As for tactical bays, if you don't know what I mean and what they are used for, then you will not understand the rest anyway. Ever heard of shoot, move, communicate, or shooting from behind cover, or close range engagements? You can't train and practice that on a 180-degree range with a fixed firing line and with other untrained shooters next to you.


I wonder where Keanu's firing line is in that video. Oh no, Keanu violated the 180 degree rule with his rifle. That's unsafe gun handling. He is disqualified!
 
K. So I agree about the firearm that is being carried in a holster. When I that range I normally have a fully loaded firearm in a holster on my belt as well. But I don't take just 1 firearm to the range. I take multiple firearms to the range. I was referring to the firearms that are left at the firing line.

I belong to a gun club with a private range. Generally speaking my wife and I have a bay to ourselves when we go. When I go to the range it's usually to practice something I learned in a training class and I find that I do better if I limit myself to 1 or 2 guns per trip.

My training dictates that I never holster an unloaded gun. When I get done shooting I immediately reload the gun. If the gun I'm shooting isn't the gun I'm carrying that day I reload and put it on the bench. If I go to check targets my wife (who is also armed) stays on the line and keeps an eye on our stuff.

The fact that there's a loaded gun on the bench doesn't bother me. Newton's first law of motion: An object at rest will remain at rest unless acted upon by an outside force.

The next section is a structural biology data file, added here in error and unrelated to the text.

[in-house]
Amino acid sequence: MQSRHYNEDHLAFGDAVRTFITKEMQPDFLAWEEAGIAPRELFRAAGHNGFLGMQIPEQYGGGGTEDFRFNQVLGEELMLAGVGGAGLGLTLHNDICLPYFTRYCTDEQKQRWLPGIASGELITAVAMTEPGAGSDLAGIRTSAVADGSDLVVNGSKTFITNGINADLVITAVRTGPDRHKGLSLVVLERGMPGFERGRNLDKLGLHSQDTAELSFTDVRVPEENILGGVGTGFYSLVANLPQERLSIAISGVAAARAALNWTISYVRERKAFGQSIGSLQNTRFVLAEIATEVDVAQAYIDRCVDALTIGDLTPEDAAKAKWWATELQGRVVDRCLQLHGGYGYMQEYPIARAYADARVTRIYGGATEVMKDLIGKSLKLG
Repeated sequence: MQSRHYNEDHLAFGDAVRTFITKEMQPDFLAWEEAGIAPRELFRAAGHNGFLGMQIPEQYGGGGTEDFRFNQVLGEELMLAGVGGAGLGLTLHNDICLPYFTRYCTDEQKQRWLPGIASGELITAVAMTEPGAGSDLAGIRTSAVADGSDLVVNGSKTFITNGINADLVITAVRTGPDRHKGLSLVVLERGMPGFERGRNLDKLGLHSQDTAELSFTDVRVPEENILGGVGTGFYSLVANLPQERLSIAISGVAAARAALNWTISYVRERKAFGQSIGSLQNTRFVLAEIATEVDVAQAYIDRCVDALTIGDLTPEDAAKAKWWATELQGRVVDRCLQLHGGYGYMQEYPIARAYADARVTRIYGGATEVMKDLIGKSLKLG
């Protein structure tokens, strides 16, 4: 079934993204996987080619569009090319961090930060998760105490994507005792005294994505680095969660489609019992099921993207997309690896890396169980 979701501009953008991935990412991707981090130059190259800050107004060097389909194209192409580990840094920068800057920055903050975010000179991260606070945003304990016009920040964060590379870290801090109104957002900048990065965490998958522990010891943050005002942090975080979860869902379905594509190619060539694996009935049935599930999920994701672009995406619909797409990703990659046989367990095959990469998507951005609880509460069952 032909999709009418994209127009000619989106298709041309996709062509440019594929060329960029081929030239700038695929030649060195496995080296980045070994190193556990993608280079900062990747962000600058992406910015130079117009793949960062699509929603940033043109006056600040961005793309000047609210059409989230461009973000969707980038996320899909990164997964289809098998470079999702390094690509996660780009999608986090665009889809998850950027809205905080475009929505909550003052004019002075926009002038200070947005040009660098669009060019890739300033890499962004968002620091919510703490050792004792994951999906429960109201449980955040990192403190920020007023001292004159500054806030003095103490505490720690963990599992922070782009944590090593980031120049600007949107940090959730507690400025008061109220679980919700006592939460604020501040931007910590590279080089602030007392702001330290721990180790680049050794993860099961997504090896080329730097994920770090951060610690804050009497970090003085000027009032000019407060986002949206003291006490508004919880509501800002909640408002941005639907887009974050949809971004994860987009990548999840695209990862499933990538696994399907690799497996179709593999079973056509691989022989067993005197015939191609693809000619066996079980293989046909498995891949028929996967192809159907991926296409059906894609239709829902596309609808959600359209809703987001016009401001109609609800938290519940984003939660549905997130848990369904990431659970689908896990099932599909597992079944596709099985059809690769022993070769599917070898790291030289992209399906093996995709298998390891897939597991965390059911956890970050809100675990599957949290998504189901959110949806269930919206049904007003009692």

I wouldn't do that at a public range but I wouldn't go to a public range either
 
I agree unconditionally with your first 3 bullet points. I agree with point #4 at least conditionally. I disagree with bullets #5 & 6. I don't have a problem with unload and show clear. If you shoot competitively (USPSA, IDPA, etc.) it is a required part of the stage shooting sequence. If you are unwilling to do this, you will not be allowed to compete or even allowed on the range. Most of the law enforcement training I've done, some of which was very good, required unload and show clear between stages or at certain points while training or qualifying at the range. Some of the more advanced tactical training venues I have attended did not utilize this procedure, but some did. They were all quality training. There are a number of excellent commercial civilian training venues which also utilize this procedure, and for most people to forgo that training over this issue would be their loss. It is a useful way to ensure safety on the range with beginner to intermediate level students and multiple shooters. Also, in my experience, a lot of shooters who believe they're "advanced" simply aren't. True, unload and show clear is not a tactical action. But it's just not that big of a deal to me in a training/qualification or competition environment. Though an instructor with many years of military and law enforcement experience, I have no problem with complying with the range regs at any training venue I attend, and I do not use "unload and show clear" as a descriminator when choosing what training to attend.
 
Makes me glad me and my buddies just go out in the desert and always have a hot "range."

What boggles my mind the most is that someone would attempt to clear their weapon in the manner the OP said but NOT lock the slide open. WtF good does it do if you UNLOAD but don't show that it's clear?

When clearing my weapon I ALWAYS hold my hand over the ejection port to catch the chambered round. And I always will. But I will also always hold the slide stop up so it locks the weapon open.